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HBase, mail # user - [HBase 0.92.1] Too many stores files to compact, compaction moving slowly


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Re: [HBase 0.92.1] Too many stores files to compact, compaction moving slowly
Shrijeet Paliwal 2012-05-14, 05:20
Hello Ram,
https://issues.apache.org/jira/browse/HBASE-5161 does sound like it. First
it was a heavy write scenario, second the region server was low on memory.
In your case of 400GB region. What was the size of individual store files?
Were they big as well?  While I can see why number of store files will
grow, I am not able to understand why size of individual store files keep
growing.

Lastly what did you do with your 400 GB region? Any work around ?

-Shrijeet

On Sun, May 13, 2012 at 9:29 PM, Ramkrishna.S.Vasudevan <
[EMAIL PROTECTED]> wrote:
>
> Hi Shrijeet
> Regarding your last question about the region growing bigger
> The following points could be one reason
>
> When you said your compactions are slower and also you were trying to
split
> some very big store files, every split would have created some set of
> reference files.
> By the time as more writes are happening more store files are flushed.
>
> In the compaction algo, whenever reference files are found those files
will
> be tried to compact. But what happens is the though there are reference
> files we try to  take the latest files to compact and the reference files
> keeps losing the race in getting compacted i.e they are priority is going
> down.
>
> Pls refer to HBASE-5161.  It could be your case. In our case the region
> infact went upto 400GB, but it was a heavy write scenario.
>
> Regards
> Ram
>
>
> > -----Original Message-----
> > From: Shrijeet Paliwal [mailto:[EMAIL PROTECTED]]
> > Sent: Monday, May 14, 2012 4:43 AM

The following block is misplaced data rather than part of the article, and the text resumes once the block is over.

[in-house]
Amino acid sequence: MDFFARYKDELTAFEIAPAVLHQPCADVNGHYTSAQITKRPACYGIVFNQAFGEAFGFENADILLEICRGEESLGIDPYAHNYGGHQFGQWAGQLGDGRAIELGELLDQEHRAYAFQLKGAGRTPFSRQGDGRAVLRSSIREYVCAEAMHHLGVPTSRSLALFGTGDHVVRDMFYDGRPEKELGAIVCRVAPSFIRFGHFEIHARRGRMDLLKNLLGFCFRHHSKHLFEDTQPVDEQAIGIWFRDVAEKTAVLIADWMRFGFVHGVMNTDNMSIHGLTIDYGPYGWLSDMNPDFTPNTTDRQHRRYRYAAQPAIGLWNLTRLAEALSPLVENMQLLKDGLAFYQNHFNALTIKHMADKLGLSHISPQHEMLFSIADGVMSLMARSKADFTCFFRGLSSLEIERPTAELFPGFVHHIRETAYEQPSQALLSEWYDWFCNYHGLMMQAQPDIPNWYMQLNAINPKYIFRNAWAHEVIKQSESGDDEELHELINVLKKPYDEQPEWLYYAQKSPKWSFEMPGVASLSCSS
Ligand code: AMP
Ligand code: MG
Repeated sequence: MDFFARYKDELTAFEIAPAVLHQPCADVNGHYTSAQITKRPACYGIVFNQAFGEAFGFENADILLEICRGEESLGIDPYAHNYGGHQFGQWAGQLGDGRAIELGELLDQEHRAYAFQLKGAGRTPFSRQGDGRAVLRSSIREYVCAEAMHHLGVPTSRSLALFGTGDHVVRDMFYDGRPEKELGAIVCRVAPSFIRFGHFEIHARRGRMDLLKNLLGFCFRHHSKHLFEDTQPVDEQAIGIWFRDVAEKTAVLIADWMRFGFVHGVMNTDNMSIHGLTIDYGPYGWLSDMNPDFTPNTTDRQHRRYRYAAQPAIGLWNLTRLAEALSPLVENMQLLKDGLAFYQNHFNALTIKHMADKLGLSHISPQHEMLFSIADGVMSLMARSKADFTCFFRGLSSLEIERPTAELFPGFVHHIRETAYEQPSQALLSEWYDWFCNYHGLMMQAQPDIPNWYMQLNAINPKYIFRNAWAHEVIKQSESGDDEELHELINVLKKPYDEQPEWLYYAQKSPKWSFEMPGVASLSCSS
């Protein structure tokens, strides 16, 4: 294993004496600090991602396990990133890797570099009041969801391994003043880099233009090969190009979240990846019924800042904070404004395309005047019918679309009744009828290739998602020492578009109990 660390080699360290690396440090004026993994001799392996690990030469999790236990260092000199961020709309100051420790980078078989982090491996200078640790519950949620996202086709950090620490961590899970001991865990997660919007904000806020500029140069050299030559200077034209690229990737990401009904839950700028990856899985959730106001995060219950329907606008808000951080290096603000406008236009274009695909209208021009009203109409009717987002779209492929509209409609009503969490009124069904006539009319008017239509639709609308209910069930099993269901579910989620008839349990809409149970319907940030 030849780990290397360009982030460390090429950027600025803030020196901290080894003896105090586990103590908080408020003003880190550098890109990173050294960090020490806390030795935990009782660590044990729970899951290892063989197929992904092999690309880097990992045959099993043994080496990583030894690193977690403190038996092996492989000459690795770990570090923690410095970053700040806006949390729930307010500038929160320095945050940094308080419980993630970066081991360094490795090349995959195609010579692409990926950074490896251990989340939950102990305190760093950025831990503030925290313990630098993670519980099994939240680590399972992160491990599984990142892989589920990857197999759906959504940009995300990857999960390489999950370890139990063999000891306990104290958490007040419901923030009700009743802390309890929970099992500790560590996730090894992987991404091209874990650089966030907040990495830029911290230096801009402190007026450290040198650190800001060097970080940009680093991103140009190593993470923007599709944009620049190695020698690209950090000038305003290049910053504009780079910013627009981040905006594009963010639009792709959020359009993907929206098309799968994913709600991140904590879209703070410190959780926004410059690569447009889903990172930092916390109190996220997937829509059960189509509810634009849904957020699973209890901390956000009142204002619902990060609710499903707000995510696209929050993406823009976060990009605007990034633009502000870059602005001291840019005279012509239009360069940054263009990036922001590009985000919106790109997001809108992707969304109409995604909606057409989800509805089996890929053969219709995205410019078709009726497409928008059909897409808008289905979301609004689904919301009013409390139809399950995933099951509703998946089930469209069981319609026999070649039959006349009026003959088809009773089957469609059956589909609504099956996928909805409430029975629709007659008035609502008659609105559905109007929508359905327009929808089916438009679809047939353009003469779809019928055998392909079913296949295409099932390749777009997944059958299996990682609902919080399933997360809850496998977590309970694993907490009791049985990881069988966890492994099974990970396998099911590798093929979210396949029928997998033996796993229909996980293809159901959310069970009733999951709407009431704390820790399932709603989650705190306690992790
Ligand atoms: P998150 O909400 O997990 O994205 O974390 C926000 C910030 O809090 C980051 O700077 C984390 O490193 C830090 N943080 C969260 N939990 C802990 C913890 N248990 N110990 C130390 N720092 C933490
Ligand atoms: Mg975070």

> > To: [EMAIL PROTECTED]
> > Subject: [HBase 0.92.1] Too many stores files to compact, compaction
> > moving slowly
> >
> > Hi,
> >
> > HBase version : 0.92.1
> > Hadoop version: 0.20.2-cdh3u0
> >
> > Relavant configurations:
> > * hbase.regionserver.fileSplitTimeout : 300000
> > * hbase.hstore.compactionThreshold : 3
> > * hbase.hregion.max.filesize : 2147483648
> > * hbase.hstore.compaction.max : 10
> > * hbase.hregion.majorcompaction: 864000000000
> > * HBASE_HEAPSIZE : 4000
> >
> > Some how[1] a user has got his table into a complicated state. The
> > table
> > has 299 regions out of which roughly 28 regions have huge amount of
> > store
> > files in them, as high as 2300 (snapshot
> > http://pastie.org/pastes/3907336/text) files! To add to complication
> > the individual store files are as big as 14GB.
> >
> > Now I am in pursuit of balancing the data in this table.  I tried doing
> > manual splits. But the split requests were failing with error "Took too
> > long to split the files and create the references, aborting split".
> > To get around I increased hbase.regionserver.fileSplitTimeout.
> >
> > From this point splits happend. I went ahead and identified 10 regions
> > which had too many store files and did split on them. After splits
> > daughter
> > regions were created with references to all the store files in the
> > parent
> > region and compactions started happening. The minor compaction
> > threshold is
> > 10. Since there are 2000 + files (taking one instance for example) it
> > will
> > do 200 sweeps of minor compaction.
> > Each sweep is running slow(couple of hours), since the individual files
> > (in
> > the set of 10) are too big.
> >
> > Now coming to questions:
> >
> > A] Given we can afford down time of this table (and of cluster if
> > needed)
> > can I do some thing *better* than manual splits and allowing
> > compactions to
> > complete? (I am picturing a tool which scans all the HDFS directories
> > under
> > the table and launches a distributed *compact and split if needed* job.
> > Or
> > some thing along those lines..)
> >
> > B] If not (A) , can I temporarily tweak some configurations (other than
> > heap given to region server) to get the table to a healthy state?
> >
> > C] How come we managed to get individual files as big as 15GB, our max
> > region size has been configured to be 2GB?
> >
> >
> > [1] My theory is during the writes all requests consistently went to
> > same
> > region server and we managed to flushed faster than we could compact.